Sudan recalls its ambassador from Egypt amid tensions

Sudan on map

Sudan has recalled its ambassador from neighboring Egypt for consultations, the foreign ministry said, without giving details on why or how long he would stay.

Egypt’s foreign ministry said it was evaluating the situation in order to take “appropriate action”.

Relations have been soured by disputes over the ownership of the Halayeb  Triangle border area, and over the use of the water from the River Nile that passes through their territories.

Sudan has accused Cairo of political meddling and banned imports of Egyptian agricultural products in 2017.

NAN reports that Halayeb and Shalateen, also known as Halayeb triangle, covers an area of 7,945 square miles (20,580 square km) and is a border area that has been an issue of contention since the late 19th century.

In 1899, when Britain occupied Egypt and Sudan, the Anglo-Egyptian Condominium Agreement for Sudan set the political boundary between the territories at the 22nd parallel, placing the Halayeb triangle inside Egyptian borders.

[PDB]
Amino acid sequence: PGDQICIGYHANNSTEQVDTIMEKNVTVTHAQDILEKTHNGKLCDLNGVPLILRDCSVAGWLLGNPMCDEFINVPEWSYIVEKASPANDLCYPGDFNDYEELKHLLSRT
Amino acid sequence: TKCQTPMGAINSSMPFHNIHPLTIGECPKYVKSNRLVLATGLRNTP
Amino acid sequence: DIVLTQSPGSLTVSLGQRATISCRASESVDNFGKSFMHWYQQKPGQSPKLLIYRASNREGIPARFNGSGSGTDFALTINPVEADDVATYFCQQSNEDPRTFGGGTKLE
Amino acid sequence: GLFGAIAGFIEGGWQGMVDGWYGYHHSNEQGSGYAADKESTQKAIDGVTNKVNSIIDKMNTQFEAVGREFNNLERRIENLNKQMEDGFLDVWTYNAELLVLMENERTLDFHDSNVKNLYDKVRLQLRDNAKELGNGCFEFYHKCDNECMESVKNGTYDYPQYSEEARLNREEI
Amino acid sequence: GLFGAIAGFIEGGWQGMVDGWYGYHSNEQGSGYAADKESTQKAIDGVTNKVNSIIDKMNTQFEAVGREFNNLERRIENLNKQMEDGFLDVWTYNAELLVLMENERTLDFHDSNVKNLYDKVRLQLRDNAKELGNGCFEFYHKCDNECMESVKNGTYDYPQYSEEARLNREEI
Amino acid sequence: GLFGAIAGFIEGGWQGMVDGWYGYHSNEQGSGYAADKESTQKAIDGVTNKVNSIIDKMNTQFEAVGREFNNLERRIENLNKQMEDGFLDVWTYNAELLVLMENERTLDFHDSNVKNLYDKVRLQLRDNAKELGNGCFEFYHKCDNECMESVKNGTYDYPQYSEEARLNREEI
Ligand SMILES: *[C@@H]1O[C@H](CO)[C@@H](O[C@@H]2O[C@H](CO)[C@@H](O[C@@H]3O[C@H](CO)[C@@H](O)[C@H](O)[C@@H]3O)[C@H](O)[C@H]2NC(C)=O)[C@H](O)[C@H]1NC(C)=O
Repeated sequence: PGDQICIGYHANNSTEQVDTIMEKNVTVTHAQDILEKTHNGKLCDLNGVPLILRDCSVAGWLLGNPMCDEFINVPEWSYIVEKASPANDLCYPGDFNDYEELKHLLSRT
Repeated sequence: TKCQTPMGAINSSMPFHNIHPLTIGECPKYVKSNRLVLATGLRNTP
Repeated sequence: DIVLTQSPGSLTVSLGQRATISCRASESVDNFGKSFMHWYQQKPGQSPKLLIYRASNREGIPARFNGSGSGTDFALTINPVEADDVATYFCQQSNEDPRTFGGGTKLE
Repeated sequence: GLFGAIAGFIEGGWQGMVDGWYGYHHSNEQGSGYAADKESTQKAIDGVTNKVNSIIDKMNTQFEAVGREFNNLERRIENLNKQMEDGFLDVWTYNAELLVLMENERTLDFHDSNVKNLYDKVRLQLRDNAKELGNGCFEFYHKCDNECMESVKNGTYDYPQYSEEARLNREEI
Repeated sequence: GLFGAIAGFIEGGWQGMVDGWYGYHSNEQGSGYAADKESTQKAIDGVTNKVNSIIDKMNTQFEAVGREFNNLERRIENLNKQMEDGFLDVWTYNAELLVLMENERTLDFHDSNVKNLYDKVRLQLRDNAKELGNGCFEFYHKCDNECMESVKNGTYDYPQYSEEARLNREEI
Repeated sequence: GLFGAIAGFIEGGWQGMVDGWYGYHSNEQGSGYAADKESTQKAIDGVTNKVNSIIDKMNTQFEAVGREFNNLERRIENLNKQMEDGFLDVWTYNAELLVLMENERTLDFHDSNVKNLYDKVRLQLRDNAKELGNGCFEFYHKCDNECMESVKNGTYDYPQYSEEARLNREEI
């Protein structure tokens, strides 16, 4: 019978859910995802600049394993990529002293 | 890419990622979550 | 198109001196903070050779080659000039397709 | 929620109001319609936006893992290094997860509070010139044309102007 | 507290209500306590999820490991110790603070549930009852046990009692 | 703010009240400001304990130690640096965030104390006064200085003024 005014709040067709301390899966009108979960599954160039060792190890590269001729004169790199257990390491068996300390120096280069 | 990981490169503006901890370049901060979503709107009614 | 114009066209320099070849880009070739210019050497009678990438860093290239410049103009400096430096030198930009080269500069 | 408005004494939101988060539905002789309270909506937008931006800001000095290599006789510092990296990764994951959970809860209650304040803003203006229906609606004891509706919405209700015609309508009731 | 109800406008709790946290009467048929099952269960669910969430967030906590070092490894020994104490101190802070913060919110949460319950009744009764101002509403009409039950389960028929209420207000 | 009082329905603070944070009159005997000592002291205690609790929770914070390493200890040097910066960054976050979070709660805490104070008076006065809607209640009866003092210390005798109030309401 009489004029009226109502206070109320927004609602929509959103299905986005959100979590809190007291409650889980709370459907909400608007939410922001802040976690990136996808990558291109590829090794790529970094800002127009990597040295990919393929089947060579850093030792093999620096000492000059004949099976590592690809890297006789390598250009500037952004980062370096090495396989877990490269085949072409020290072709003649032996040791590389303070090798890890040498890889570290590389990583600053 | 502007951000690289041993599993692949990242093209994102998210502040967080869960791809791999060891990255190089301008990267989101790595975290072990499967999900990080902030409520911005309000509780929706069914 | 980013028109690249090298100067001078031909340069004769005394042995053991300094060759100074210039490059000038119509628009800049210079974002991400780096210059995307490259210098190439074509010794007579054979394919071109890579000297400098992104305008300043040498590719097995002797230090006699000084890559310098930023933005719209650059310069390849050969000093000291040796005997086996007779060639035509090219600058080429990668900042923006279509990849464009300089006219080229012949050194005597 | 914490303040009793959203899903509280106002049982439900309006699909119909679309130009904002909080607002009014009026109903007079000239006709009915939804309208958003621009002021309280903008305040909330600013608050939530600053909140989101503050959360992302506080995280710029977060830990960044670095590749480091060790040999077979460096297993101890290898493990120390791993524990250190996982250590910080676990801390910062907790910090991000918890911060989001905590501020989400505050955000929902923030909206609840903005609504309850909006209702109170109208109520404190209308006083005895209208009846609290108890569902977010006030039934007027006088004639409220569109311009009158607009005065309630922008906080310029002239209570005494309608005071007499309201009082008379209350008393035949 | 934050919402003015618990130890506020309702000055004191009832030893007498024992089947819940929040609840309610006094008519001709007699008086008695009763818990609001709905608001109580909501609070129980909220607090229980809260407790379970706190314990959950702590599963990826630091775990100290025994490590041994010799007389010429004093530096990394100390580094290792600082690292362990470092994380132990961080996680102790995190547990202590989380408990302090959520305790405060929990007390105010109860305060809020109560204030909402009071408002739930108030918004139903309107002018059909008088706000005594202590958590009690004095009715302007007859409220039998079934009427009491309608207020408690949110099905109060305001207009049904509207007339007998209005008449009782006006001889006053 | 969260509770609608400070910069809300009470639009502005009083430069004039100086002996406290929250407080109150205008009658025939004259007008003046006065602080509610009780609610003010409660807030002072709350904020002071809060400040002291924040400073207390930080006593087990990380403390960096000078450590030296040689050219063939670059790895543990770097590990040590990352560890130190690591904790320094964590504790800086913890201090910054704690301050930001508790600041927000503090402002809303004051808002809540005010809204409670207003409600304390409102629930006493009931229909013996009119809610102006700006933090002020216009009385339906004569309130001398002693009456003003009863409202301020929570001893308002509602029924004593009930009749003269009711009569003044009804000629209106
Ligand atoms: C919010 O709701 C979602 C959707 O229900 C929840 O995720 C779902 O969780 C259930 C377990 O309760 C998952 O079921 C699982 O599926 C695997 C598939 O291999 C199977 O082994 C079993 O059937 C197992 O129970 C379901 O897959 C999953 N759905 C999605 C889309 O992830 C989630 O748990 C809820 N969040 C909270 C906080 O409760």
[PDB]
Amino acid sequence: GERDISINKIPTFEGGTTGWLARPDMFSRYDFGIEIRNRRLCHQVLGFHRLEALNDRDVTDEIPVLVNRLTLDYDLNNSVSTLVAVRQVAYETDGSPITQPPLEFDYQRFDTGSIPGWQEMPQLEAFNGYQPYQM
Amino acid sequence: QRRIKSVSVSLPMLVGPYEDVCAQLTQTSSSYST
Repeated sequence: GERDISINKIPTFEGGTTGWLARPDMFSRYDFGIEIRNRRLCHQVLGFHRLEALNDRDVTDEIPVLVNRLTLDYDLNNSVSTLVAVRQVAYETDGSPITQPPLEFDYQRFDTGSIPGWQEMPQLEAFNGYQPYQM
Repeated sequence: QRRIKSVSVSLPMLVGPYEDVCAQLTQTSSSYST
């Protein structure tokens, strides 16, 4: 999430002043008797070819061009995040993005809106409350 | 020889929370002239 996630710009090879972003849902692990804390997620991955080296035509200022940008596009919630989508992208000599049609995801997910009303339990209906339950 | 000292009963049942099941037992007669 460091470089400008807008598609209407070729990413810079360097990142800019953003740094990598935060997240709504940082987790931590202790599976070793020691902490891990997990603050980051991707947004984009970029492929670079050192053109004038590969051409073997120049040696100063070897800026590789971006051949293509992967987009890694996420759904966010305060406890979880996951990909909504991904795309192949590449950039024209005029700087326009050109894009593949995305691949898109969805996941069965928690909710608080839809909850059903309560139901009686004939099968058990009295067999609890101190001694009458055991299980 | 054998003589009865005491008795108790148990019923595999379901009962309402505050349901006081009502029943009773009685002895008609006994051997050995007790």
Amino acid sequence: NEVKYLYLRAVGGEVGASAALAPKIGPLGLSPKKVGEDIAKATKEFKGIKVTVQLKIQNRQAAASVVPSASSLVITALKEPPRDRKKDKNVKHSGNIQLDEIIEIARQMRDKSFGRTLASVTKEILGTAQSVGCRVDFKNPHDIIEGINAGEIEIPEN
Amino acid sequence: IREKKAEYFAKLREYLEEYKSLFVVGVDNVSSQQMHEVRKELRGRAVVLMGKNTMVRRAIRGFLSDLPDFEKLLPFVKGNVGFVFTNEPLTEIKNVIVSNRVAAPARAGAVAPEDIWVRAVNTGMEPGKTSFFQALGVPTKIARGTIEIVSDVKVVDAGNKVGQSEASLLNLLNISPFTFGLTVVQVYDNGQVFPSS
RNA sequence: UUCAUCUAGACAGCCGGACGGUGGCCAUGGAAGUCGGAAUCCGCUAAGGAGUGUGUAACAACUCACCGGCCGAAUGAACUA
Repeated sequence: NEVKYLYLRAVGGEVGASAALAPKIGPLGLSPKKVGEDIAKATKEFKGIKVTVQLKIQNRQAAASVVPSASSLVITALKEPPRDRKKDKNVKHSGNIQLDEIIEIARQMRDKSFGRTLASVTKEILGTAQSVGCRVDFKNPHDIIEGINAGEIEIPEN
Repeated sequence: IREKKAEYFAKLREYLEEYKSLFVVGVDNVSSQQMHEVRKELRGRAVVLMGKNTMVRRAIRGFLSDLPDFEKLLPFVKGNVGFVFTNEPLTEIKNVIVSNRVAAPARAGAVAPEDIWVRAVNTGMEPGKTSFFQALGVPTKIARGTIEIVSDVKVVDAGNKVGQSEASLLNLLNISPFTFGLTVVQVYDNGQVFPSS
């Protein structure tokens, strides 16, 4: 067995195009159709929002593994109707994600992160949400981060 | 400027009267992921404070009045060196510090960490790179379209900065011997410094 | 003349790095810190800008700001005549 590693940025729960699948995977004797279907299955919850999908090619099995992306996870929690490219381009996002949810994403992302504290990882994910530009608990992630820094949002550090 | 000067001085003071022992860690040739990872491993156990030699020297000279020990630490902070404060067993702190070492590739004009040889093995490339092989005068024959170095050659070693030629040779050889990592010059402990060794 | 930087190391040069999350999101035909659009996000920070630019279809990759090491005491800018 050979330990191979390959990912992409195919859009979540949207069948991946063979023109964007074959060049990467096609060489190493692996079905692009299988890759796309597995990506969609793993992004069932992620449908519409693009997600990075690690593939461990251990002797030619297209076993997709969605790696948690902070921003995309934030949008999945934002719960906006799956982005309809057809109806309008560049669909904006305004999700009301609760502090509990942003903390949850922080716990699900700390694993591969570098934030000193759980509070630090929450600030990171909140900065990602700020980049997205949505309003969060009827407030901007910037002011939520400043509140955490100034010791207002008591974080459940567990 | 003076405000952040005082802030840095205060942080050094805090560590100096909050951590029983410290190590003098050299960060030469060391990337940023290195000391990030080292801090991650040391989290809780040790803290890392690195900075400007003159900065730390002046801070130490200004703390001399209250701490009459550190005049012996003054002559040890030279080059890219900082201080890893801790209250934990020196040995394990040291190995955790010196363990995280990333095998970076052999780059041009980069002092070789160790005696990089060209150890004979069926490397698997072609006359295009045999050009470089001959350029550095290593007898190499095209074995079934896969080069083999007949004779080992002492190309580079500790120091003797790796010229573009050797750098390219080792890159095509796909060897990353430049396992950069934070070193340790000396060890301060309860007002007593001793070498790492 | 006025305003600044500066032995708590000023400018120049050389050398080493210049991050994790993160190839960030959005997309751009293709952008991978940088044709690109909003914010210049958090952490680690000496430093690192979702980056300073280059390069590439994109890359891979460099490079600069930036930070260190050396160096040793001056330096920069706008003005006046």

In 1902, the British drew a separate “administrative boundary” that placed the Halayeb triangle under Sudanese administration because its inhabitants were closer to Khartoum than Cairo.

The Halayeb triangle includes the three main towns of Halayeb, Abu Ramad and Shalatin, stretches.

The area remained under Egyptian-Sudanese joint control until the dispute resurfaced in 1992, when Sudan allowed a Canadian oil company to search for oil in the waters off Halayeb.

Negotiations began, but the company pulled out of the deal until sovereignty was settled.

Every now and then Sudanese President Omar al-Bashir makes a statement that Halayeb triangle is sovereign Sudanese land.

Bashir had threatened to resort to the UN Security Council if Egypt refuses to negotiate over the Halayeb triangle.

In October 2017, Sudan once again lodged a complaint to the UN Security Council over the disputed area of the Halayeb triangle with Egypt.

Also in April, Cairo refused a demand by the Sudanese government to hold direct talks on Halayeb and Shalateen, or to accept the referral of the dispute to the International Court of Arbitration.

International law stipulates that the two parties must agree to arbitrate a dispute by the tribunal.

(Reuters/NAN)


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